We observed some more-- it seems that the foreign/mixed groups would receive sliced watermelon with their check, whereas the Chinese groups did not.

                Well, my curiousity got the better of me, and when he dropped off our watermelon with the bill as predicted, I wished the guy, in Chinese, a happy mid-autumn festival. He wished it back to me, and then I asked him why the Chinese people recevied a small dish of mooncakes, and he told me "That costs $1!" Well, my wife, who until now, had demured in that non-confrontational Chinese way, had to speak up.... "It's not $1-- she gave it to them for free!" He then said "lao wai (foreigners) get watermelon..... Chinese get moon cakes" to which I replied, in Mandarin, "I am a Szechuanese person" (imagine this coming from a 6'1" tall super blonde guy.) I think he didn't quite know what to do, so he went away.... and brought a dish of mooncakes to us! He said "do you want this?" I replied, "yes," and he *took away the watermelon* which had been sitting on our table for 5 minutes. Wow!

                So, kind of a weird experience.... but, the food was wonderful. I really do prefer the spice of the peppercorns to that of the chiles, and we'll definitely be back.

                Mr Taster

                1. re: Mr Taster

                  Why is this so weird? Happens all the time at Chinese restaurants.

                  At our restaurants, the front and back of the house would always differentiate between the Chinese customers and the "lao wai" and cater to each group accordingly.

                  To sort of take it to a very basic level, it's kind of like giving a table of American customers forks by default, and chopsticks to Chinese customers.

                  By the way, I would've asked for the watermelon. I'm still trying to figure out what to do with about a baker's dozen of mooncakes at home ... Maybe I'll save them for next year ... only 363 more days to go!

                  1. re: ipsedixit

                    I know, I know...I shouldn't be surprised. And I've hung out enough with Chinese people to know that whether it's watermelon vs. mooncakes or forks vs. chopsticks, it comes from the Chinese wanting to accommodate what they believe their customers feel comfortable with..... it's the western idea that there's a "right" and "wrong" way to do everything that adds an element of elitism to the mix.

                    Still, I've got a tupperware full of freshly carved watermelon chunks at home, and nary a mooncake in the house... care to do a trade? :)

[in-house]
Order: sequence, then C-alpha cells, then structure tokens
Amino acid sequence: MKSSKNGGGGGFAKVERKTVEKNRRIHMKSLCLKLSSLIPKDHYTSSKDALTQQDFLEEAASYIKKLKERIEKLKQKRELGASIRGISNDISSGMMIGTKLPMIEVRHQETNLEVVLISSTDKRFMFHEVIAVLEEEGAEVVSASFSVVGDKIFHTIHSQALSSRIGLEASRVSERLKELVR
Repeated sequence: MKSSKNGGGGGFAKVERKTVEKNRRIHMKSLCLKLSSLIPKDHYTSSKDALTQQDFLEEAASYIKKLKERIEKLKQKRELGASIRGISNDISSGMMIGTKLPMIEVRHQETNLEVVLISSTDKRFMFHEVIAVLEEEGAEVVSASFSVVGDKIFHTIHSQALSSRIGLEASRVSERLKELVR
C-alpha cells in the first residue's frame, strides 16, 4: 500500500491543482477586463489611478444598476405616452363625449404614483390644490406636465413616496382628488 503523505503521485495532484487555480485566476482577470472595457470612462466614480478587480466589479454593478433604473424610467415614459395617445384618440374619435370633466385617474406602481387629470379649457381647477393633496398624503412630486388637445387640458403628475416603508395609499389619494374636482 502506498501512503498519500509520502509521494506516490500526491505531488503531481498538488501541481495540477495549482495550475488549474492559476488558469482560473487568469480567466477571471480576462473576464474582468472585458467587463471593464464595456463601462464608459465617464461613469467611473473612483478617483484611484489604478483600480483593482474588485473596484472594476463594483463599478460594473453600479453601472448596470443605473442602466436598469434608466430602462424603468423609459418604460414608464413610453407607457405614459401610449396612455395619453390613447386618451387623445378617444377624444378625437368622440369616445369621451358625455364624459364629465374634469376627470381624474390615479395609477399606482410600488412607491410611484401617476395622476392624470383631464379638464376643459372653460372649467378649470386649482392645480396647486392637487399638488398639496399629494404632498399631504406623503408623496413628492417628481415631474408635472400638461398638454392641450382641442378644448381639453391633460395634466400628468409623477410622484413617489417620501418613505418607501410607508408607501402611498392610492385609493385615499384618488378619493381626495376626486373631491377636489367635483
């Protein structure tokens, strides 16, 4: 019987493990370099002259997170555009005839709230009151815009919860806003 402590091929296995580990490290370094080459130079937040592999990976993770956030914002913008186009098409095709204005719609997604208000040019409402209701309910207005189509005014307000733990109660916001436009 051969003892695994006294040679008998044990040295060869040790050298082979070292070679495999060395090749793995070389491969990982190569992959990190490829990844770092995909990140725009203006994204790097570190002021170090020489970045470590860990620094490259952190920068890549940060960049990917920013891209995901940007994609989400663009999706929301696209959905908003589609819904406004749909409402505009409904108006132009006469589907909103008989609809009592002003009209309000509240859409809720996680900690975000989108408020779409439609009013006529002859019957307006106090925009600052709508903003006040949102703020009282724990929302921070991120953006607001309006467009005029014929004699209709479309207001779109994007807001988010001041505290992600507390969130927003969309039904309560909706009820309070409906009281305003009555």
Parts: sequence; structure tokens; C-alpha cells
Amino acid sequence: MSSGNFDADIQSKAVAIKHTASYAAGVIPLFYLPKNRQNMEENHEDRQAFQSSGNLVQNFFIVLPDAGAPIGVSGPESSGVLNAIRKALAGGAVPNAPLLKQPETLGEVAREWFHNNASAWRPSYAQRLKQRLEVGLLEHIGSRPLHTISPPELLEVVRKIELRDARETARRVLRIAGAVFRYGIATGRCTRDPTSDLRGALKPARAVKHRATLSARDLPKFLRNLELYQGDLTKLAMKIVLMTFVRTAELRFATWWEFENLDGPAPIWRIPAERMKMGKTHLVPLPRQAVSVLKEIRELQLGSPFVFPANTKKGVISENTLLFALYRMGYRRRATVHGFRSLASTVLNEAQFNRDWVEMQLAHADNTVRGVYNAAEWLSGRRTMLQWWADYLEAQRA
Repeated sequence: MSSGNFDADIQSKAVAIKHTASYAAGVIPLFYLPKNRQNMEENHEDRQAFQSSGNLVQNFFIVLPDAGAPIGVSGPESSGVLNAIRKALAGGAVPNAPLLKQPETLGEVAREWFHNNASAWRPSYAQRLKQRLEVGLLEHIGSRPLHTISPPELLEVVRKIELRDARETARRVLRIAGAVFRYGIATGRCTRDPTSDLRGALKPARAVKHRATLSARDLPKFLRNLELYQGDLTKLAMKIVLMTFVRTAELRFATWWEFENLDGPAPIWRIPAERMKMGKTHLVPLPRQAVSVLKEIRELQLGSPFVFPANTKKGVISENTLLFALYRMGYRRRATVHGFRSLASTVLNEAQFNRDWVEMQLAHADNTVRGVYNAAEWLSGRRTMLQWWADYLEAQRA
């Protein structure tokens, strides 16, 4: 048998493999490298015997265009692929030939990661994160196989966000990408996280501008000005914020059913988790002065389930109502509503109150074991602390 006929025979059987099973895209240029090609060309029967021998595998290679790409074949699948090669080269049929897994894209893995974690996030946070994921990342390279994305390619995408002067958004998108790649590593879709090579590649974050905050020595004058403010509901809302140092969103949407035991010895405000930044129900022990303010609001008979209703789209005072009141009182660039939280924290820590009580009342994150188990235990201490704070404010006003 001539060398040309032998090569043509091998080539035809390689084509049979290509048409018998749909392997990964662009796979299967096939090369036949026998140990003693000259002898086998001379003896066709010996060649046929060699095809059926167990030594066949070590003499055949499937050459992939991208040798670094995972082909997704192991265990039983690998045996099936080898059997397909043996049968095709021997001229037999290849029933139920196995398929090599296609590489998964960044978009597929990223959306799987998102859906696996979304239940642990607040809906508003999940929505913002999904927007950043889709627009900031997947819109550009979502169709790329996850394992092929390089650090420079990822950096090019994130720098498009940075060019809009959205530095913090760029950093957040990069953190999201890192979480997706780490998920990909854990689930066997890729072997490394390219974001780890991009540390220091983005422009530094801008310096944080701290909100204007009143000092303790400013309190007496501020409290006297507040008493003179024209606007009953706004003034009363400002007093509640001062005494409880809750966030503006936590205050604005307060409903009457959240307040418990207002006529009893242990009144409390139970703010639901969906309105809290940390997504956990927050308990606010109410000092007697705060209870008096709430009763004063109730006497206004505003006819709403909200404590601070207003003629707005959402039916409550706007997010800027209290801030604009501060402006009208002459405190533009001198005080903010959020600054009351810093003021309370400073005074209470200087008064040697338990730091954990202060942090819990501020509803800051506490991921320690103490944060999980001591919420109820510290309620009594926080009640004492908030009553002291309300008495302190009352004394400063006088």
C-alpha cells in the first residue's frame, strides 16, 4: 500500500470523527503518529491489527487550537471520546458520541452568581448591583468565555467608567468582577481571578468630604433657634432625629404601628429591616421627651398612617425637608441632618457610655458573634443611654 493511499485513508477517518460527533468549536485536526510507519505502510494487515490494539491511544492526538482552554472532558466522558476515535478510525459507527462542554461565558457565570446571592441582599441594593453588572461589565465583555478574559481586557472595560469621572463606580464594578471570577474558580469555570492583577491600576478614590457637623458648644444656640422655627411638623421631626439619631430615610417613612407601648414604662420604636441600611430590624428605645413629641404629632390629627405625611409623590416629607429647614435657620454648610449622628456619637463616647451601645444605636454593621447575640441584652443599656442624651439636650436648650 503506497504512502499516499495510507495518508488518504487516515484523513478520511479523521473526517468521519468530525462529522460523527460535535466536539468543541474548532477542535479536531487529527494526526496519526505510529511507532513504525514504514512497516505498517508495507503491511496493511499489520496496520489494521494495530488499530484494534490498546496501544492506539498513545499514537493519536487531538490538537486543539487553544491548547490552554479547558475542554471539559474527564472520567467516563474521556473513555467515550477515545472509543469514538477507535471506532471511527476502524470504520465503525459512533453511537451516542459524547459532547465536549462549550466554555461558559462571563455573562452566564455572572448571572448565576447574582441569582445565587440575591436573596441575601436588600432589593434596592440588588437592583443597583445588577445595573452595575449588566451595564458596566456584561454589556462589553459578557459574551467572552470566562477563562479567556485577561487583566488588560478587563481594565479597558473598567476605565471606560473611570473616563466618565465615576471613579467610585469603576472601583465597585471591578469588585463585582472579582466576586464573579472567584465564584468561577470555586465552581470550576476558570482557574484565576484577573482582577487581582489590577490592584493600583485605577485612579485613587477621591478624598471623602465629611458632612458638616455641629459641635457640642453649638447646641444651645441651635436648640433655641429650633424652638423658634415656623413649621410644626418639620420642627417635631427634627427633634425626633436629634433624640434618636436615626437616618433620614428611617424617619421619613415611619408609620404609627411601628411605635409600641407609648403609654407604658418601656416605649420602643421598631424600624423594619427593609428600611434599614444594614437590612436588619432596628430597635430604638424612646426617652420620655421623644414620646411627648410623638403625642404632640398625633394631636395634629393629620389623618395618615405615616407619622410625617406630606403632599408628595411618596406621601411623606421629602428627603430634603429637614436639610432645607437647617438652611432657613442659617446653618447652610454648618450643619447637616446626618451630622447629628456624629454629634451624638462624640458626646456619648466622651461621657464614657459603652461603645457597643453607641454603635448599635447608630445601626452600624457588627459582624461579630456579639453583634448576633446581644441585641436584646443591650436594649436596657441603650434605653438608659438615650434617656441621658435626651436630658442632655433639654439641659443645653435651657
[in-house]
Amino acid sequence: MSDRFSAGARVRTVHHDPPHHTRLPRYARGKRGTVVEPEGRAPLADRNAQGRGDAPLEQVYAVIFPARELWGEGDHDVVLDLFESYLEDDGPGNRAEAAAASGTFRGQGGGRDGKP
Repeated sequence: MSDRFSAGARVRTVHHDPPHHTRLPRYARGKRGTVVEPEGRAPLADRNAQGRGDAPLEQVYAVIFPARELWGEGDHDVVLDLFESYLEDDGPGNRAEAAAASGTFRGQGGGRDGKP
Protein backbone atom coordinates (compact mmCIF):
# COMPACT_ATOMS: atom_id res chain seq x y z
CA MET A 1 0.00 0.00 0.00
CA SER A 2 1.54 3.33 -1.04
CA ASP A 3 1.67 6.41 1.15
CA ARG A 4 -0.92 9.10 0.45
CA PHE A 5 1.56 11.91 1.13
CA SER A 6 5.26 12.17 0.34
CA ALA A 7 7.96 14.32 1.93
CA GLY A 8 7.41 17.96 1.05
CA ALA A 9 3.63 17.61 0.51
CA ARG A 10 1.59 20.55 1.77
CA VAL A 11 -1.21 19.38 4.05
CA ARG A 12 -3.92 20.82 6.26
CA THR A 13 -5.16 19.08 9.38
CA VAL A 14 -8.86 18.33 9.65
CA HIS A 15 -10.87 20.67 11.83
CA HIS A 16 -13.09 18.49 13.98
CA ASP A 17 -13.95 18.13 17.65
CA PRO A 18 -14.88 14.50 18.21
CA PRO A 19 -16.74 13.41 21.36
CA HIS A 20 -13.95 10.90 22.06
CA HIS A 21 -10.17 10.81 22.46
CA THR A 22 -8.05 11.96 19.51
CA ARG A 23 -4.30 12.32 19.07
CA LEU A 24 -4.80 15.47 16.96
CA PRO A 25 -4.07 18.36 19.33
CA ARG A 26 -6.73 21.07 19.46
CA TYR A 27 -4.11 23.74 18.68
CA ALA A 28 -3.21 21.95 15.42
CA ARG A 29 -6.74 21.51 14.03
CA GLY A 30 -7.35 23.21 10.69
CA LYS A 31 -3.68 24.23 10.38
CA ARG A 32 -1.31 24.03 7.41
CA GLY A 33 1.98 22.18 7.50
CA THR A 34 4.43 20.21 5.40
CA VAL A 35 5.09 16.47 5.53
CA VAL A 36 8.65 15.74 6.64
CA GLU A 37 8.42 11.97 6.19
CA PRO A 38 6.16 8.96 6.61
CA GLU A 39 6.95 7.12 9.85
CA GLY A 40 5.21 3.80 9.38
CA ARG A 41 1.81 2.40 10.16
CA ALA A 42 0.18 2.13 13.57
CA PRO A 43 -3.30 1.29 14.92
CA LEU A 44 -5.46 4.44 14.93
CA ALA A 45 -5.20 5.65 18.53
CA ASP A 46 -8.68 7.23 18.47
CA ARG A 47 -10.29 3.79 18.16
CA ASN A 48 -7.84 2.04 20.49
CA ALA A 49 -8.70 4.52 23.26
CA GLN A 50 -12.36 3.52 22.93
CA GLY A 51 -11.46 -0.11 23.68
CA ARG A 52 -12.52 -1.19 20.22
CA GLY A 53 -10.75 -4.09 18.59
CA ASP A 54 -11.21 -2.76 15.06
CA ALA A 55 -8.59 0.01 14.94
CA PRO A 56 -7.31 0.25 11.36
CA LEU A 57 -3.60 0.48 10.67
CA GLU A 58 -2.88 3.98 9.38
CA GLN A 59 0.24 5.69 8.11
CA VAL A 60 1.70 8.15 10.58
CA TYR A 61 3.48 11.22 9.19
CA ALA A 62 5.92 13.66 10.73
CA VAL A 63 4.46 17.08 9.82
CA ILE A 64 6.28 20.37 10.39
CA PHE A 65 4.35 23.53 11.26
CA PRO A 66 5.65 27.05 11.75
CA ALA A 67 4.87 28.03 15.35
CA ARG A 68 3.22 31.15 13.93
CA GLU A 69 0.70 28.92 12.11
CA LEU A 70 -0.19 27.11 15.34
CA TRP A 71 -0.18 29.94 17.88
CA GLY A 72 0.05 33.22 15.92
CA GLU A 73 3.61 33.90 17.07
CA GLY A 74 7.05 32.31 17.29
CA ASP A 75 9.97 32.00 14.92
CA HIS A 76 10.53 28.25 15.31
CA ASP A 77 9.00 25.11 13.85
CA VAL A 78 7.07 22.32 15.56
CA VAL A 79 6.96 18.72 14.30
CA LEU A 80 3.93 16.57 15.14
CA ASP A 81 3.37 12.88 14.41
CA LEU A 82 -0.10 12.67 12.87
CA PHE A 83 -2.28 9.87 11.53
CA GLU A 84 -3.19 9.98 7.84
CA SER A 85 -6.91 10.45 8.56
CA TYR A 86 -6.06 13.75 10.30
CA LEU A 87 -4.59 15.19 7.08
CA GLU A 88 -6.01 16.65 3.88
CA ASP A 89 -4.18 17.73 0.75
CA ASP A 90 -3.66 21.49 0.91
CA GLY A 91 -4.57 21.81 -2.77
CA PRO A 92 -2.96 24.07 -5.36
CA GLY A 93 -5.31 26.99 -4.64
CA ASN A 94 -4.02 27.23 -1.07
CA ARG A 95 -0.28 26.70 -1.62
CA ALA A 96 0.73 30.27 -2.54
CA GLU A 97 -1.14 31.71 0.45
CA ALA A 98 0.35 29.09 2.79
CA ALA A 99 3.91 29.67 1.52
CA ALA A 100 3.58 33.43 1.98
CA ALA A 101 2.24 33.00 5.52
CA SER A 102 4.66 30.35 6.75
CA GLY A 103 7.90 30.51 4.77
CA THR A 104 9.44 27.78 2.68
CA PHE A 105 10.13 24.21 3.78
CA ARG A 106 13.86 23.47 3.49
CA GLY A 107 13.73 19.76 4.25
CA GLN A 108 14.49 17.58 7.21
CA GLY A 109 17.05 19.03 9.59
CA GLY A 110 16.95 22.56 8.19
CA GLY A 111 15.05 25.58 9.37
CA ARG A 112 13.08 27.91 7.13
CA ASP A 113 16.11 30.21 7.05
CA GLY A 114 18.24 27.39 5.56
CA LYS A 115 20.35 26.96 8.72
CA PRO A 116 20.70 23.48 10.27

Mr Taster

                    1. re: Mr Taster

                      Maybe there are three tiers - when I went to Szechwan Best, they gave me fortune cookies!

                  2. re: Mr Taster

                    It happened all the time at my parents' restaurant. We cooked differently for Chinese folks because their expectations were different. When I go to Chinese restaurants with mixed-race parties, I inevitably ask the wait staff for forks and ice water. Usually, they give them to everyone except for me; they assume that tea and chopsticks are fine for me.

                    Like ipsedixit, I would have preferred the watermelon. I have had enough mooncake to last me another year.

                    1. re: raytamsgv

                      The problem with some places that are used to accommodating lao wai is convincing Chinese people that I know what Chinese food is supposed to taste like, because I've been to China and my wife is Taiwanese... but even after insisting that we want something not too sweet and gloppy, their expectations lao wai override the reality of what's happening in front of them and they try to steer us to the orange chicken.

                      Even in borderline authentic places like Hop Li (the only Chinese restaurant an older friend of mine will eat at), my wife asks the waiter what the best dishes are, and the response is "orange chicken is very popular"

                      Mr Taster

                      1. re: Mr Taster

                        I've had this many times, with arguments (in two languages) that usually descend to "The chef is so talented he can only make orange chicken for stupid lao wai?"

                        This has been my experience in EVERY Sichuanese restaurant in Los Angeles that I've been to. I don't have this problem in New York.

                        1. re: Das Ubergeek

                          You are so polite. I've heard far more colorful exchanges.

                      2. re: Mr Taster

                        per Erik M after our meal @ Hwang Hwe Do: "you got whited".

                        FWIW, wrote about Szechuan Best back in Feb:

                        We had a beyond-excellent 7 course dinner @ SZ Best in March, then I decided to go full burn and started frequenting Hunan Chili King / Hengyang Chili King.

                        1. re: Mr Taster

                          Mr Taster- We ate at Szechuan Best the same day and we didn't get either watermelon or moon cakes! Though to be fair, "we" are a lao wai and a Chinese so maybe they couldn't decide what to give us and opted for no freebie.

                          The food was very good overall. Sorry, remembering dishes by name is just 1 of a "few" things keeping me from being the next J. Gold. The sliced pork & garlic dish was the best Chinese dish I've had in a long time. The Szechuan fried fish dish (cut up fish filet) was good w/ just the right combo of peppercorns and chiles For Me, though not truly Szechuan spicy hot. The fried pork/ham was OK but the pieces were a little tough and chewy. The green onion pancakes were oily/greasy, they usually are, but were the best tasting I've had in some time. Though 2 pces were my stomach's grease limit. I'm a fan of Szechuan peppercorns and this place is now on my short list list of places to go for Szechuan. Just remember to tell them how spicy/hot you like it.